Ever wonder what it would be like if two boxers laced up and instead of fighting in a normal arena, they got busy in a sauna?
Well, it happened on Saturday evening in Las Vegas, when heavyweight hopefuls Calvin Brock and Timor Ibragimov braved the 100-plus degree heat at the Caesars Palace outdoor amphitheater.
The workrate was about what one would expect from two athletes slugging it out in conditions best suited for fire ants, but in the end it was Brock who showed more to the judges ringside, who tabbed him a unanimous decision winner over his Uzbek opponent over 12 rounds of moderately paced action.
New York fight guru Johnny Bos astutely told our Blog Squad readers that Ibragimov was a “survivor” which is not a designation one might think would be affixed to a fighter with a 21-0 record.
But Ibragimov did indeed show a tendency to fight in a safety-first manner, and didn't initiate much offense, as he looked to clinch when getting in tight and rarely put together more than three punches at a time.
Trainer Miguel Diaz did what he could do to light a fire under his butt, telling him that he was letting down his nation and relatives who came to see him in action, but the pep talk was for naught.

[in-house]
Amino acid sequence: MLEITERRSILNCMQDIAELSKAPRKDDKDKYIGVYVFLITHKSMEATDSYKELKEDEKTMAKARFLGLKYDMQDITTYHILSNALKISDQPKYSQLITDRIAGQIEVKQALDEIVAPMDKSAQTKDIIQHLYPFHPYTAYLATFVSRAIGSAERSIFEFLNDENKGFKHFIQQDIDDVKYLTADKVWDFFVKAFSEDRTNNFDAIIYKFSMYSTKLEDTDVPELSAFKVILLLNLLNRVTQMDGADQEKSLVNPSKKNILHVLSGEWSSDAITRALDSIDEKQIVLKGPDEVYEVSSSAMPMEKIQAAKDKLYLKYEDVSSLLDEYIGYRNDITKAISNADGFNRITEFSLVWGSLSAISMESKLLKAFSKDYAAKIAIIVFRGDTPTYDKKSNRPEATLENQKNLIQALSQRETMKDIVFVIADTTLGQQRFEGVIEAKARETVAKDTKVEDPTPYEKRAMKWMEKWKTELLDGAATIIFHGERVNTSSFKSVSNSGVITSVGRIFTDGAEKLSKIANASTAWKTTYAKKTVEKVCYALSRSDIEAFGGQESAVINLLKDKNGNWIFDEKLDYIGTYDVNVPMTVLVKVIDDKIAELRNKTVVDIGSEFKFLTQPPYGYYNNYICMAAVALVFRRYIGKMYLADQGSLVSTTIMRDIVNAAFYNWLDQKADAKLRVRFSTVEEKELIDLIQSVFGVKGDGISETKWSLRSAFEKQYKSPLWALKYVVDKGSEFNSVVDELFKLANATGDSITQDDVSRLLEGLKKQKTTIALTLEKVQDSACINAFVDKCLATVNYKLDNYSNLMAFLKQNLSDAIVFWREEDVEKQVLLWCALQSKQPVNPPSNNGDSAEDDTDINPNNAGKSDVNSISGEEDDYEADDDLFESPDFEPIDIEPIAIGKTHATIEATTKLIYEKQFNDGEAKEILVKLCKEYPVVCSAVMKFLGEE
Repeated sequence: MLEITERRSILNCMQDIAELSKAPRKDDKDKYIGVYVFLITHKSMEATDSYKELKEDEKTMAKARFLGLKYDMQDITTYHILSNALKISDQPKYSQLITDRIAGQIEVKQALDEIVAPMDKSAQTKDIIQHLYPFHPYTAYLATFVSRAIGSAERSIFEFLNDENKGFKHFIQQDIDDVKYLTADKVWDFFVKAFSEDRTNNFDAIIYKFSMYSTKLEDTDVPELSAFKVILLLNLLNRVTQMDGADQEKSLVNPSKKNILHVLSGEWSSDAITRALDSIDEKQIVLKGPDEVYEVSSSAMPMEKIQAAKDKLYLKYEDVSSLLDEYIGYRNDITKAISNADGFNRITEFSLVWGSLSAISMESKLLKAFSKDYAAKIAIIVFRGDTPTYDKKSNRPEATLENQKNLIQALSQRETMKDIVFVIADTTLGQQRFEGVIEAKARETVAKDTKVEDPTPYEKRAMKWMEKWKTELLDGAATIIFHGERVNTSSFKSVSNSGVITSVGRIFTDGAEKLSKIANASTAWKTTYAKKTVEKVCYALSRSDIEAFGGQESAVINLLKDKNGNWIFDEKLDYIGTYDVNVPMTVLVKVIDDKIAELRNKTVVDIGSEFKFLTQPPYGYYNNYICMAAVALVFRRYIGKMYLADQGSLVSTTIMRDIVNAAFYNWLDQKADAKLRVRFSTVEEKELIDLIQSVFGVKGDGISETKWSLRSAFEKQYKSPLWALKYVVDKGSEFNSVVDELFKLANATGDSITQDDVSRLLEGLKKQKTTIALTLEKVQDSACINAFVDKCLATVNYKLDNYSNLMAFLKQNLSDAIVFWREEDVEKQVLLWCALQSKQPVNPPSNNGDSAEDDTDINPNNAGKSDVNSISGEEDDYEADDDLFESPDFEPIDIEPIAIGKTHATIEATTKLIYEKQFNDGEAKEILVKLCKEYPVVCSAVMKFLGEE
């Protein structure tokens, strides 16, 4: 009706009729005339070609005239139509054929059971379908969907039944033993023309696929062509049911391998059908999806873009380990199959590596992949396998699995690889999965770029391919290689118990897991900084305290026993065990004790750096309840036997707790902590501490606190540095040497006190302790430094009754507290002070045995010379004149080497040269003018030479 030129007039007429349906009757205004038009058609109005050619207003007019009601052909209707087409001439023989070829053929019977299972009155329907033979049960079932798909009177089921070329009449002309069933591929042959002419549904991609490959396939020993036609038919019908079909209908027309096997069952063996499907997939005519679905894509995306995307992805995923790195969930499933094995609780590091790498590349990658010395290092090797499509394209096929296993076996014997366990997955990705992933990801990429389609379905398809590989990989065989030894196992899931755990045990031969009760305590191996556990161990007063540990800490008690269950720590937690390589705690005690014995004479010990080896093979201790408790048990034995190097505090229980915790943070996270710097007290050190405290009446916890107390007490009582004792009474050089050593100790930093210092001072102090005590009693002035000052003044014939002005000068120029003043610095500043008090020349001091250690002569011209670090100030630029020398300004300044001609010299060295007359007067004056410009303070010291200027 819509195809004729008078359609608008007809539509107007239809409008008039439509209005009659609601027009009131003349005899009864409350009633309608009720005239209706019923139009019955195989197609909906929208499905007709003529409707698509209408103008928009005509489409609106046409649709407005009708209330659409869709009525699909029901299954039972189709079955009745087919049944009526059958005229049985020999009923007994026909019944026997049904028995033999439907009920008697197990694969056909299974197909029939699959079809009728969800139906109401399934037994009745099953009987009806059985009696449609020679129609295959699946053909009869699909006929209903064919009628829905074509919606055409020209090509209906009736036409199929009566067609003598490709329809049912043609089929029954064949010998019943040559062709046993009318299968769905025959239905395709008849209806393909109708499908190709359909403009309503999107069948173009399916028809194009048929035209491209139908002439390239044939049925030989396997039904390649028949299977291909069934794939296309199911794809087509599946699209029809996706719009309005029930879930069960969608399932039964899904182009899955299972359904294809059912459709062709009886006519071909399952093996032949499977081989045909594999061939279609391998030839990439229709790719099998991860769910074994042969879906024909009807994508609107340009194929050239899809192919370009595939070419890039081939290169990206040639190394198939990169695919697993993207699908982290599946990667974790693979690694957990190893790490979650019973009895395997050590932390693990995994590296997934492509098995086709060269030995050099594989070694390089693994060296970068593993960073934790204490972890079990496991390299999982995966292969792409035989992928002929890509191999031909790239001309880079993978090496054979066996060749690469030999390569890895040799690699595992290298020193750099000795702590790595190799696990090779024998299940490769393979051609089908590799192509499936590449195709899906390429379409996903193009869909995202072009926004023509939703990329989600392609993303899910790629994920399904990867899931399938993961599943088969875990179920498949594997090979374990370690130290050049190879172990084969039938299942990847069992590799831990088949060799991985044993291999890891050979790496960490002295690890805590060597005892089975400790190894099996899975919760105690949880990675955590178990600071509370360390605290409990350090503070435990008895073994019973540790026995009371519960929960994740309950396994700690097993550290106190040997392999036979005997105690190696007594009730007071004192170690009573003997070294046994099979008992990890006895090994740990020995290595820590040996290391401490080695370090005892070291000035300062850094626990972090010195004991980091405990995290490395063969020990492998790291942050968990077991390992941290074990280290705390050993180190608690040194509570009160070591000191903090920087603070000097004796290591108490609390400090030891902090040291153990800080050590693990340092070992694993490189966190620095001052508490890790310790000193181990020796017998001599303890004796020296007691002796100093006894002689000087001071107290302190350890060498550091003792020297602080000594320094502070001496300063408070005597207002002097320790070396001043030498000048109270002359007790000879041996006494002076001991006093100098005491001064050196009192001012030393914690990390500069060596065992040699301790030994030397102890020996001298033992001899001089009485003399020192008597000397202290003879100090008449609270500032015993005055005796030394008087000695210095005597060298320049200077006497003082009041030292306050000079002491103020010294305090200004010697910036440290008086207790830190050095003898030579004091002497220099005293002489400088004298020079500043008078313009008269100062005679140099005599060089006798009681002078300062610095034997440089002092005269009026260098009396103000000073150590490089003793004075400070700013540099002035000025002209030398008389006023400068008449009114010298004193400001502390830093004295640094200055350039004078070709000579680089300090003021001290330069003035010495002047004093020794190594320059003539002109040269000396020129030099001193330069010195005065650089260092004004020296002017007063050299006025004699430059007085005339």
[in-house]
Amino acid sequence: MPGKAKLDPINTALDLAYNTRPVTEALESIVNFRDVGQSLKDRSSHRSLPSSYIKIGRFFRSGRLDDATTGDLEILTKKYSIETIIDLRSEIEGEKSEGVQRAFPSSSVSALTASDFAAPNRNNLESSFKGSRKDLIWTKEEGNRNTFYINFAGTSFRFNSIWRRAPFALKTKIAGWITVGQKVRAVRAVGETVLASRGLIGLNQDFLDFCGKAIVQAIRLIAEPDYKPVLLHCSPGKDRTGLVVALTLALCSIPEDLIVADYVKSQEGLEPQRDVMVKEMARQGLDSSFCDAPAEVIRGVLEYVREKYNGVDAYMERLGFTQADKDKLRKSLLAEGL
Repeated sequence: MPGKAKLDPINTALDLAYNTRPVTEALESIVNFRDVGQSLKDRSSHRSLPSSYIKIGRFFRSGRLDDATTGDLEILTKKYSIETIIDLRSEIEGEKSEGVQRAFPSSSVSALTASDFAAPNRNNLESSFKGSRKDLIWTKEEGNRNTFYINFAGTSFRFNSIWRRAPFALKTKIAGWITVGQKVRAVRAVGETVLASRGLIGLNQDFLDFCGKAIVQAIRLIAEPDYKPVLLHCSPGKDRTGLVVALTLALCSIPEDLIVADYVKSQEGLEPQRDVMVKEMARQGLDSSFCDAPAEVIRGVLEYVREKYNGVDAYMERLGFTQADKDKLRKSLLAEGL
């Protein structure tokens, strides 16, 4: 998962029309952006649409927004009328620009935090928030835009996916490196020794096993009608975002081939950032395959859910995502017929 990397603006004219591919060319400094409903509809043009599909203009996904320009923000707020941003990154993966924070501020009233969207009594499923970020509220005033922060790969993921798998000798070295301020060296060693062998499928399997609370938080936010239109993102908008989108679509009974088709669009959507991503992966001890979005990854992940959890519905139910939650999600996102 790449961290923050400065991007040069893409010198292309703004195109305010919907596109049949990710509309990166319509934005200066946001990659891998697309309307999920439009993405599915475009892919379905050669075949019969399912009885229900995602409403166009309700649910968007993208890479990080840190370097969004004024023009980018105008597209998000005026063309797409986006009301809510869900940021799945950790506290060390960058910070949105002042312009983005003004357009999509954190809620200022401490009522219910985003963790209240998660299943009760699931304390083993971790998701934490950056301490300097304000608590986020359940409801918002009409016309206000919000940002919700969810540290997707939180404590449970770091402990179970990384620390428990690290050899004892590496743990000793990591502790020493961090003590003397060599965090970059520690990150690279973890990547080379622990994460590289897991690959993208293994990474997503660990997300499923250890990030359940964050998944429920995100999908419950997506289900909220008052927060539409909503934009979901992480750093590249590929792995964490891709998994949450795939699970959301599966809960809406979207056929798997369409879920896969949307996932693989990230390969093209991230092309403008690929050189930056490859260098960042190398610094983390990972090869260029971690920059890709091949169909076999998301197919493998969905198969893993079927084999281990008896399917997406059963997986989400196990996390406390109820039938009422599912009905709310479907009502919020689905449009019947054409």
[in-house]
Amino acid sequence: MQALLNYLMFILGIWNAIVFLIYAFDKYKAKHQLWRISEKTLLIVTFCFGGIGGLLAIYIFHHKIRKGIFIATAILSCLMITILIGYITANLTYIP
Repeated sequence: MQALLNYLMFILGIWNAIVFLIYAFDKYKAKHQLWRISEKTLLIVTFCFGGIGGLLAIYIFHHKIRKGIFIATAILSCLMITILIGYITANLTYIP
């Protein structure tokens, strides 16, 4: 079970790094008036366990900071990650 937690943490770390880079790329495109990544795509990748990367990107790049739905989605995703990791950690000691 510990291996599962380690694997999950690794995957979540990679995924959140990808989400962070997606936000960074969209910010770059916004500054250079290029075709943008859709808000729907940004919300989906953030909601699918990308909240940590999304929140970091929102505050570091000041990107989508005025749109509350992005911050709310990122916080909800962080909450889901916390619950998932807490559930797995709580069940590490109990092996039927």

Brock, age 31, didn't light the world on fire and demand US fight fans anoint him the no-brainer choice to challenge Wladimir Klitschko. He showed flashes of dangerous intent, but was most often in the mode of the methodical, mechanical professional. Trainer Tom Yankello implored Brock (29-0) to pile the jabs up, so his right hand could find a home, but perhaps the heat was the culprit, because Brock averaged fewer than 30 punches thrown per round. For that matter, so did the 31-year-old Ibragimov (21-1).
The search for the next great heavyweight, for the baddest man on the planet, will continue. Actually, HBO’s turn-back-the-clock snatch of Ike Ibeabuchi against David Tua had me drifting off, daydreaming about Ike's ludicrous physique, psychotic punch output, dark fury and impressive technique…
Another unbeaten boxer tasted defeat as a professional for the first time, as Colombian phenom Joel Julio got outworked by Puerto Rican Carlos Quintana (23-0). The sauna scenario didn't put off Quintana, age 29, from showing judges that he just plain wanted it more. Julio, age 21, learned quickly that his vaunted power wasn't going to overpower Quintana, not unless he was going to catch the vet with a punch that he didn't see coming. The southpaw postured when he got caught by Julio, but in this case, the clowning really did show that he was affected by the contact. Instead, he shrugged it off, and in the second half of the 12-round eliminator (to fight the Hatton-Urkal winner), he acted as the pursuer, and had Julio in retreat.
Main Events exec Carl Moretti told the Blog Squad readers two days ago that this one was 50-50 coming in, and he wasn't fibbing. Quintana was the real deal at 147, showing impressive desire, ample skills and a tough beard to HBO viewers. Julio (27-1) looked like a kid, somewhat, like someone who just didn't want, or need, to win like his foe did.
He didn't stink out the joint, but maybe the heat sapped him. It was a great learning experience; he met a lefty, didn't get smacked around and will presumably comprehend what it will take for him to move from phenom to contender.